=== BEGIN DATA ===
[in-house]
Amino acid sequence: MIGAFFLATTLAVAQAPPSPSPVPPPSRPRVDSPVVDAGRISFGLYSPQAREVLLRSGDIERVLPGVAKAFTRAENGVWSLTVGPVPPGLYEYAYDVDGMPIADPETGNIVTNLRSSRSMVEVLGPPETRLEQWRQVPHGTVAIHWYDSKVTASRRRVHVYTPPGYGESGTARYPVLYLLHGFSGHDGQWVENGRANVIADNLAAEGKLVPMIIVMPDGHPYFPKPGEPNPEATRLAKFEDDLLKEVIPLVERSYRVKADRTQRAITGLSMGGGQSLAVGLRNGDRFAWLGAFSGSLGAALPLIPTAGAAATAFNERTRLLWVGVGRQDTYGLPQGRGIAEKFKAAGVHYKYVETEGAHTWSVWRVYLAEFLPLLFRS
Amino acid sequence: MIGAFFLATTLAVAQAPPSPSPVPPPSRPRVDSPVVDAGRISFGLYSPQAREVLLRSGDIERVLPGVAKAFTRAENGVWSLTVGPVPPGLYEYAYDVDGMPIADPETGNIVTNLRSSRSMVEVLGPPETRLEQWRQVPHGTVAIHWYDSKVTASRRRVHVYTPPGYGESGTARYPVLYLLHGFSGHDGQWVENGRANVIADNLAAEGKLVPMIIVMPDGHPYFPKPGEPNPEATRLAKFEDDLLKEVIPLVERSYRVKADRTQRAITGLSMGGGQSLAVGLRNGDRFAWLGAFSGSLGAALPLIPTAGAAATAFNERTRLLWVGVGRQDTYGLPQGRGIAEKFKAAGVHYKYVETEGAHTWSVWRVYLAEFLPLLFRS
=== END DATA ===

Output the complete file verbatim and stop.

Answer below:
[in-house]
Amino acid sequence: MIGAFFLATTLAVAQAPPSPSPVPPPSRPRVDSPVVDAGRISFGLYSPQAREVLLRSGDIERVLPGVAKAFTRAENGVWSLTVGPVPPGLYEYAYDVDGMPIADPETGNIVTNLRSSRSMVEVLGPPETRLEQWRQVPHGTVAIHWYDSKVTASRRRVHVYTPPGYGESGTARYPVLYLLHGFSGHDGQWVENGRANVIADNLAAEGKLVPMIIVMPDGHPYFPKPGEPNPEATRLAKFEDDLLKEVIPLVERSYRVKADRTQRAITGLSMGGGQSLAVGLRNGDRFAWLGAFSGSLGAALPLIPTAGAAATAFNERTRLLWVGVGRQDTYGLPQGRGIAEKFKAAGVHYKYVETEGAHTWSVWRVYLAEFLPLLFRS
Amino acid sequence: MIGAFFLATTLAVAQAPPSPSPVPPPSRPRVDSPVVDAGRISFGLYSPQAREVLLRSGDIERVLPGVAKAFTRAENGVWSLTVGPVPPGLYEYAYDVDGMPIADPETGNIVTNLRSSRSMVEVLGPPETRLEQWRQVPHGTVAIHWYDSKVTASRRRVHVYTPPGYGESGTARYPVLYLLHGFSGHDGQWVENGRANVIADNLAAEGKLVPMIIVMPDGHPYFPKPGEPNPEATRLAKFEDDLLKEVIPLVERSYRVKADRTQRAITGLSMGGGQSLAVGLRNGDRFAWLGAFSGSLGAALPLIPTAGAAATAFNERTRLLWVGVGRQDTYGLPQGRGIAEKFKAAGVHYKYVETEGAHTWSVWRVYLAEFLPLLFRS